Suspect in SXSW deadly crashes identified as Rashad Charjuan Owens
AUSTIN, Texas -- A 21-year-old man from Killeen, Texas, is being held in connection with the deaths of two people at the South by Southwest festival, authorities said Thursday.
Rashad Charjuan Owens was taken into custody Thursday morning and will face two counts of capital murder and 23 counts of aggravated assault, according to a spokeswoman for the Austin Police Department.
The suspect was first identified by the American-Statesman newspaper in Austin.
Police are expected to issue a formal statement on the charges shortly, the spokeswoman said.
Earlier, Austin Police Chief Art Acevedo said the man will be charged in the incident that began at about 12:30 a.m. with a police stop at a sobriety checkpoint. The car fled, eventually hitting a bicyclist and a passenger on a moped. Twenty-three people were injured and five remained in at least critical condition as of Thursday afternoon.
One of the dead has been identified as an Austin woman.
The bicyclist was identified as Steven Craenmehr, 35, of the Amsterdam-based music booking and promotion agency MassiveMusic.
The company released a statement on its website this morning that read: “It is with great sadness that we announce the sudden passing of our close friend and colleague Steven Craenmehr, 35, on March 13th, 2014 at SXSW. During the 8 years that Steven worked for MassiveMusic, we got to know him as an unstoppable force, full of life, love and laughter.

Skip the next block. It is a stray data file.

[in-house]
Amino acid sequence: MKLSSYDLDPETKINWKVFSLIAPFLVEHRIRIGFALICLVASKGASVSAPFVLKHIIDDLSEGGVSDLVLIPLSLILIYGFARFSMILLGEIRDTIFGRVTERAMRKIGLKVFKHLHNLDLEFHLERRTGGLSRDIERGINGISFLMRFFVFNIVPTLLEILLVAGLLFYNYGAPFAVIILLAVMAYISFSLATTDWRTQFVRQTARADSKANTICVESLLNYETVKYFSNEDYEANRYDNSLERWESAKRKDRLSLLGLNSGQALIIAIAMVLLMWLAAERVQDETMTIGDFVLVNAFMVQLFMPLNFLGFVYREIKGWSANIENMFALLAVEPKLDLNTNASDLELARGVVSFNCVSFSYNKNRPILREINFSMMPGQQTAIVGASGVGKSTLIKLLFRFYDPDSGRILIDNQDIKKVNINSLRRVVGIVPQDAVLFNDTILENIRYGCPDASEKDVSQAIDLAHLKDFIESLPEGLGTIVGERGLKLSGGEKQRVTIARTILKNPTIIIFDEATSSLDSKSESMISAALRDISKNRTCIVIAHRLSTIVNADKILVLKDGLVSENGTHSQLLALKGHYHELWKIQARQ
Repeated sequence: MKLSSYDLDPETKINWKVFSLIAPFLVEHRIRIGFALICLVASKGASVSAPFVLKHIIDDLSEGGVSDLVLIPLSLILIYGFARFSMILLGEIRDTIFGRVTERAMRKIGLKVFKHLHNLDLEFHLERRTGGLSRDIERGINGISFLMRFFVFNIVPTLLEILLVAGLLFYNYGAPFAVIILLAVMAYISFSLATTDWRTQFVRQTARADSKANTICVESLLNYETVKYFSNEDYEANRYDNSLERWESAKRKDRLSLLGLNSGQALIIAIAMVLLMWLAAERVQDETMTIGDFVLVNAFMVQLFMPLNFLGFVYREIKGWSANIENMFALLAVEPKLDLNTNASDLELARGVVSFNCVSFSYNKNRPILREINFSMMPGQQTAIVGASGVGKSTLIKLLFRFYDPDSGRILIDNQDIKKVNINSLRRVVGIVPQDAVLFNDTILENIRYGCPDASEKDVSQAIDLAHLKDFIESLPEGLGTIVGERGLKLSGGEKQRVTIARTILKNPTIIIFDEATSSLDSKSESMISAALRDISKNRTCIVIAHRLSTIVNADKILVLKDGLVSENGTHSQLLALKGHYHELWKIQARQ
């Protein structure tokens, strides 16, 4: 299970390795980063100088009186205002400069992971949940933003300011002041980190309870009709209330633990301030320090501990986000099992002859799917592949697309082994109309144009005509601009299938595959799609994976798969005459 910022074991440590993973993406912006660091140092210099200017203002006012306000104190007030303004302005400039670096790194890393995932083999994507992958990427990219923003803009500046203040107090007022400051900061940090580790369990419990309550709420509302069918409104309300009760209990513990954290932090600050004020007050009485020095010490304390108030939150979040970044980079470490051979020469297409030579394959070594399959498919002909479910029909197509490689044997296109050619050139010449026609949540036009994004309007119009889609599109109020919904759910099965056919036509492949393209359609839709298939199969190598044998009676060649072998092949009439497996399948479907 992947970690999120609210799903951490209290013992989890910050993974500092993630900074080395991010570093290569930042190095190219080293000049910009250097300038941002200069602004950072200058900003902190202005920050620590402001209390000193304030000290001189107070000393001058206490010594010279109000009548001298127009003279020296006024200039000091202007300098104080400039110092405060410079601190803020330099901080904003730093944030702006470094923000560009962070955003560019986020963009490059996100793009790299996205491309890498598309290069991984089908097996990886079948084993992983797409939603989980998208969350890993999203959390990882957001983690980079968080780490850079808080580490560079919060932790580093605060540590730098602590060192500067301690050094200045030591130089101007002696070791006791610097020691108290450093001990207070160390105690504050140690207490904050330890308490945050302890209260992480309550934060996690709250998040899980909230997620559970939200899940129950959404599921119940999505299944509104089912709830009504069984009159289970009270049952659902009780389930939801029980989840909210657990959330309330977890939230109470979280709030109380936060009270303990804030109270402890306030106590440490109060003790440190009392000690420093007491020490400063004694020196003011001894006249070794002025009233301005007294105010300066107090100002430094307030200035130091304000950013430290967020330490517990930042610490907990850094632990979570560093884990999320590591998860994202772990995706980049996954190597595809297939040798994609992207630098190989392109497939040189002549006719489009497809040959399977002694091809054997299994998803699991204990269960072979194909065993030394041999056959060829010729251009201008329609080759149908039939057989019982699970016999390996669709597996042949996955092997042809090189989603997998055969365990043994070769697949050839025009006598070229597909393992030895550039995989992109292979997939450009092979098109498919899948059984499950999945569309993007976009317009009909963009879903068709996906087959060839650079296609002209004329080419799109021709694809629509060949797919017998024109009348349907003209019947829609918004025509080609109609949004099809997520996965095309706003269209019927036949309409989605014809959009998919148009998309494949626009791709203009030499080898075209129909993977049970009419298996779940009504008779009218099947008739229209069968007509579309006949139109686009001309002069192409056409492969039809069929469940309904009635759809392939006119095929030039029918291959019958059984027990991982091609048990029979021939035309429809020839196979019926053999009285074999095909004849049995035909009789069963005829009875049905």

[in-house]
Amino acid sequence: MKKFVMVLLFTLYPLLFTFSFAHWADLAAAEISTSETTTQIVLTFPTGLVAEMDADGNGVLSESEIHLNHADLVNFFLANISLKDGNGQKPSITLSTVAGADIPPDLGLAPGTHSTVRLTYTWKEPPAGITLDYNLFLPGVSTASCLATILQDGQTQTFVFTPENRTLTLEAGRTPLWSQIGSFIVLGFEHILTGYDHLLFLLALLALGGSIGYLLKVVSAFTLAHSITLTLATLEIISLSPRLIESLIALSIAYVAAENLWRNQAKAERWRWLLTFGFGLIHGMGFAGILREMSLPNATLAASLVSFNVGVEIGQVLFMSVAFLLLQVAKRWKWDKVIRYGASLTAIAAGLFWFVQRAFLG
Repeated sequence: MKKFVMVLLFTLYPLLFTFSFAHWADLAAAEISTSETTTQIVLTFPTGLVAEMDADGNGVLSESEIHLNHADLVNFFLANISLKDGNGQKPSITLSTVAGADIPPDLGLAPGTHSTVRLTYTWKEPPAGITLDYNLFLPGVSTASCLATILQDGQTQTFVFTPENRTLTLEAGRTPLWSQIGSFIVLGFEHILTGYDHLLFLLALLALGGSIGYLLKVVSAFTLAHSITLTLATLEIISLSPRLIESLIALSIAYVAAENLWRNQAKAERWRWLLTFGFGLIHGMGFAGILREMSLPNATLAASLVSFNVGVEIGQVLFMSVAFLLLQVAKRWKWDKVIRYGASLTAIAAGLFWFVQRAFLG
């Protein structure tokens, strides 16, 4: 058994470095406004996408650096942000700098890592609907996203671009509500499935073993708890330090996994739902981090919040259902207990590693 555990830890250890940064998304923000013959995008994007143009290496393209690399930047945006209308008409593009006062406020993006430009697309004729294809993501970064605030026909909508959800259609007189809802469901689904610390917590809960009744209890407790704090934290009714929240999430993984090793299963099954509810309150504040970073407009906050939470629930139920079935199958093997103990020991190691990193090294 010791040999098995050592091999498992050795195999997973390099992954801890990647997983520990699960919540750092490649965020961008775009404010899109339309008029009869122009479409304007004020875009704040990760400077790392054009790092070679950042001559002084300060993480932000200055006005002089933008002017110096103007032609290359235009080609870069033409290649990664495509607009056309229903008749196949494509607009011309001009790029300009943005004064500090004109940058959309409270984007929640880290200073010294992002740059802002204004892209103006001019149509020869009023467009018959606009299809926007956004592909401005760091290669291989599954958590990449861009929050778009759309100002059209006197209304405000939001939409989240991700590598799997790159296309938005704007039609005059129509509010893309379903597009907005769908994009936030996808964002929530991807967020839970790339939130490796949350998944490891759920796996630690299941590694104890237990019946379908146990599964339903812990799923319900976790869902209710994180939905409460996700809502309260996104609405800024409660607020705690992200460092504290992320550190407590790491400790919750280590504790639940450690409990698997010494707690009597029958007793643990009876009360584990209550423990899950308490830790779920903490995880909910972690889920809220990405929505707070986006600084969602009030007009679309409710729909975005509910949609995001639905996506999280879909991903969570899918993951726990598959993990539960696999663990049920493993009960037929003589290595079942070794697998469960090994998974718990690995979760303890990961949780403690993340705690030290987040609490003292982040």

“This is an irreplaceable loss for the MassiveMusic family and we are grateful for the years we spent with him. Our thoughts are with Steven’s family and friends.”
At the intersection of 9th and Red River streets, the street is blocked to traffic but the festival vibe has returned to normal.
A Ray Ban promotional booth is giving free haircuts to a crowd of shaggy hipsters. Crowds are stretching around the block by the MTVU Festival tent a few steps away.
At the scene where 23 people were injured in the street last night, now stylish bicycles are again locked to racks and buckets of beer sit outside chilling in ice tubs for concertgoers. A line of Vespa scooters is parked just up the street. At Mohawk, the closest club to the incident, posters still advertise sets by ASAP Mob, Cloud Nothings and Speedy Ortiz, though the venue is closed and quiet.
The only memorial so far is a small cluster of flowers laid at a telephone pole in front of Mohawk, still in their store wrappers.
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